Since that decision was made, it has been lights out at the end of games that the Red Sox have led. With a sneaky fastball and a devastating splitter, Uehara has earned 18 saves for the team. That stat doesn't nearly tell the story however. He doesn't blow hitters away with heat. He has a hesitating in his delivery that makes it difficult to see the ball out of his hands. The radar gun rarely exceeds 90 MPH on that pitch. He gets swings and misses at a staggering rate with that pitch and even more so the split-fingered fastball that dives out of the strike zone after dangling over that zone for enough time for the hitter's eyes to light up. 

 His efficiency simply jumps off the page as well. He was named the closer in late June. He has pitched 33 1/3 innings since then and has a 0.27 ERA. He has struck out 45 batters and only walked two. That ratio is astounding with the offense that major league teams put up these days. Looking further into his dominance, Uehara has saved those 18 games in 21 opportunities and has not allowed a run in his last 26 appearances which is a team record. Daniel Bard, who was just picked up by the Chicago Cubs off of waivers, had a streak of 22 straght scoreless appearances. 

 With his one-two-three inning to earn his 18th save last night in an extra innings victory over the New York Yankees, Uehara has now sat down 24 straight batters. One more of those performances and he will have essentially pitched a perfect game. He is averaging just over four pitches per out, where most pitchers don't average close to that per batter. Uehara is averaging just 13 pitches per inning. Again, that efficiency just jumps off the page. 

 Entering Friday's game against the Yankees, the Red Sox own a 6.5 game lead in the AL East  over the struggling Tampa Bay Rays with 20 games remaining on the schedule. It is a stark contrast to the last place finish that the team suffered through last season. At the beginning of the season, it is likely that not one baseball expert picked the Red Sox to finish ahead of Tampa and New York. Many of them picked the Red Sox to finish behind Baltimore and Toronto as well.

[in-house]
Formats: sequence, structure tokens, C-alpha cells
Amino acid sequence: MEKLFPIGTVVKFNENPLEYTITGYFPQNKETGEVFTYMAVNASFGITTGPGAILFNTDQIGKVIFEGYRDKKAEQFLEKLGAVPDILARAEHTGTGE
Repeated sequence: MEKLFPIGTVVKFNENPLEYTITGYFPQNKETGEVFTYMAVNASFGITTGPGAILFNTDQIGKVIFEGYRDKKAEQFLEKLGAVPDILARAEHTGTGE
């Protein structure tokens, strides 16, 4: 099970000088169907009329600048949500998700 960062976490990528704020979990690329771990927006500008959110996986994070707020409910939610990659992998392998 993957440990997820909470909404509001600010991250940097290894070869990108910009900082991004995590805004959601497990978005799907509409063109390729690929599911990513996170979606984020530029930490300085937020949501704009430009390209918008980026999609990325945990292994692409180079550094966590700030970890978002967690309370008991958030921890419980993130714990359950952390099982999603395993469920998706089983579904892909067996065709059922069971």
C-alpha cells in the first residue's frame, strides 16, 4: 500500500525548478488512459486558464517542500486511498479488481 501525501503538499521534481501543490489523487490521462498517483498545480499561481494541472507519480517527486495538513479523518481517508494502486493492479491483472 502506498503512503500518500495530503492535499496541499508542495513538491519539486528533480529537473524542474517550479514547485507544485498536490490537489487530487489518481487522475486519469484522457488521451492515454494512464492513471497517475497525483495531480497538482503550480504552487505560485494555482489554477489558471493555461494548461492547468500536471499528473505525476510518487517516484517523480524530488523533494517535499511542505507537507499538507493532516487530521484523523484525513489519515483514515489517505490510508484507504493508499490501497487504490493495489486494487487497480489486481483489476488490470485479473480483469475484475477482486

The chemistry of the team is electric. With scraggly beards, clutch hits and walk-off celebrations Uehara has added his own quirkiness to the mix as well. He shows his emotions on the field. He skips excitedly off the mound after a strike out and grins ear-to-ear after a successful outing. His high fives at the end of games are ferocious and contagious. 

 There is a long way to go in the 2013 for the Red Sox. They have not locked up anything and with games to come against the teams that are chasing them who have amazing pitching and strong lineups one through nine, they must continue to play at this pace to get to October. If they do, they have the Keith Foulke of 2004 and Papelbon of 2007 to shut the door at the end of the game. His name is Uehara...Koji Uehara. 

Sean Bakke

Sean Bakke is co-owner of North Station Media. Bakke is an experienced blogger and podcaster. Bakke is the Content Director at the CLNS Radio online magazine. and responsible for managing all written content as well as any related media content on CLNSRadio.com. He oversees the management of all CLNS Radio beat writing teams and their managers with regards to editorial content and promotion in order to ensure the quality and integrity of its published work. His role includes the recruitment of talented contributors who are dedicated to the same values and the continuous improvement of all CLNS Radio products.

 

  Sean will mentor you in how to incorporate writing into your podcast promotions. Bakke is also the Director of Sales at CLNS Radio. He will mentor you on how to monetize your production in a realistic and viable program that will not make you false promises, or give you false hope for getting rich quick in the podcast world. Bakke will plot you a realistic course thru monetizing your show with tempered, yet realistic expectations for how to monetize. Sean also happens to be the co-host of his own podcast on CLNS Radio, The Evening Score Sports Podcast.

You can download the podcast on iTunes at www.clnsradio.com/ESPiTunes OR on Stitcher below.